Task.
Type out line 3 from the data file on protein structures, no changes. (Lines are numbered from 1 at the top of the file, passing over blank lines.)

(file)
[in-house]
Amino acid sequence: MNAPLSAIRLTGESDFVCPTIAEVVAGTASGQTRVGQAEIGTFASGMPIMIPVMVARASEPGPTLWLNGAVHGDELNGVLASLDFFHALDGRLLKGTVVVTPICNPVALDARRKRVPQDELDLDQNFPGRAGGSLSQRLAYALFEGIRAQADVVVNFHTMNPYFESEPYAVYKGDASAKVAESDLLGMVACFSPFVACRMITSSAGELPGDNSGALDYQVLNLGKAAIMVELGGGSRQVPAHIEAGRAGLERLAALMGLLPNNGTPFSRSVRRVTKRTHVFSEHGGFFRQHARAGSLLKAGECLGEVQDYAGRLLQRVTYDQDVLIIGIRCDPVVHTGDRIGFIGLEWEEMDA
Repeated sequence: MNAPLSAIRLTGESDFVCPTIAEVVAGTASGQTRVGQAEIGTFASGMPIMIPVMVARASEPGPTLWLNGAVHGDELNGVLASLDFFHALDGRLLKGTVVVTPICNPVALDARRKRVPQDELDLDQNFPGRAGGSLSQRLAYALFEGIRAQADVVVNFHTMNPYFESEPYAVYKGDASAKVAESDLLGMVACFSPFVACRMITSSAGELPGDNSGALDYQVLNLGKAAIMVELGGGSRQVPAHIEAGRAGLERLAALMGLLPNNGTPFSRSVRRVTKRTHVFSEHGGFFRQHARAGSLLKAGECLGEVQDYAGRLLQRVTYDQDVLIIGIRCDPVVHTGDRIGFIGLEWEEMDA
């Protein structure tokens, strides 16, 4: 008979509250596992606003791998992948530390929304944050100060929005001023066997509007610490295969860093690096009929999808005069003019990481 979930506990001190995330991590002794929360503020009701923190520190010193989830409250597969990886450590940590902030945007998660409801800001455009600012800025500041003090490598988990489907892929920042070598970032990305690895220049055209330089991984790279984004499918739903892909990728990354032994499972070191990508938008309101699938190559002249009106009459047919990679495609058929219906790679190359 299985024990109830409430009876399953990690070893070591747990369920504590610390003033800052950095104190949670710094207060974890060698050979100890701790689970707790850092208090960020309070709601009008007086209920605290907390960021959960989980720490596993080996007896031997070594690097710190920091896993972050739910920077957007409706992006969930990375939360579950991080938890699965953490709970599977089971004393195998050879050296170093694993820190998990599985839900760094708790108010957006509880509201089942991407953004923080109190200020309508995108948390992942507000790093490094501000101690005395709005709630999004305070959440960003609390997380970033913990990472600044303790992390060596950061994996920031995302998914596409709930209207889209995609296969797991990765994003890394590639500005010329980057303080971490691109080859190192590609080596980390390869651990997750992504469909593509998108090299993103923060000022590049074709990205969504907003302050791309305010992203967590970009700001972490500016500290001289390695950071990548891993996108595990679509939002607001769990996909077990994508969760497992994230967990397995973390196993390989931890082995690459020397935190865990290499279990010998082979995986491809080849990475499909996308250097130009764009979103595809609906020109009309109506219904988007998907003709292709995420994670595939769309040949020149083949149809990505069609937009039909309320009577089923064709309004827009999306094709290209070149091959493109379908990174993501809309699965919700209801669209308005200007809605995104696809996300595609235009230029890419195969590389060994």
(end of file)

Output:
Repeated sequence: MNAPLSAIRLTGESDFVCPTIAEVVAGTASGQTRVGQAEIGTFASGMPIMIPVMVARASEPGPTLWLNGAVHGDELNGVLASLDFFHALDGRLLKGTVVVTPICNPVALDARRKRVPQDELDLDQNFPGRAGGSLSQRLAYALFEGIRAQADVVVNFHTMNPYFESEPYAVYKGDASAKVAESDLLGMVACFSPFVACRMITSSAGELPGDNSGALDYQVLNLGKAAIMVELGGGSRQVPAHIEAGRAGLERLAALMGLLPNNGTPFSRSVRRVTKRTHVFSEHGGFFRQHARAGSLLKAGECLGEVQDYAGRLLQRVTYDQDVLIIGIRCDPVVHTGDRIGFIGLEWEEMDA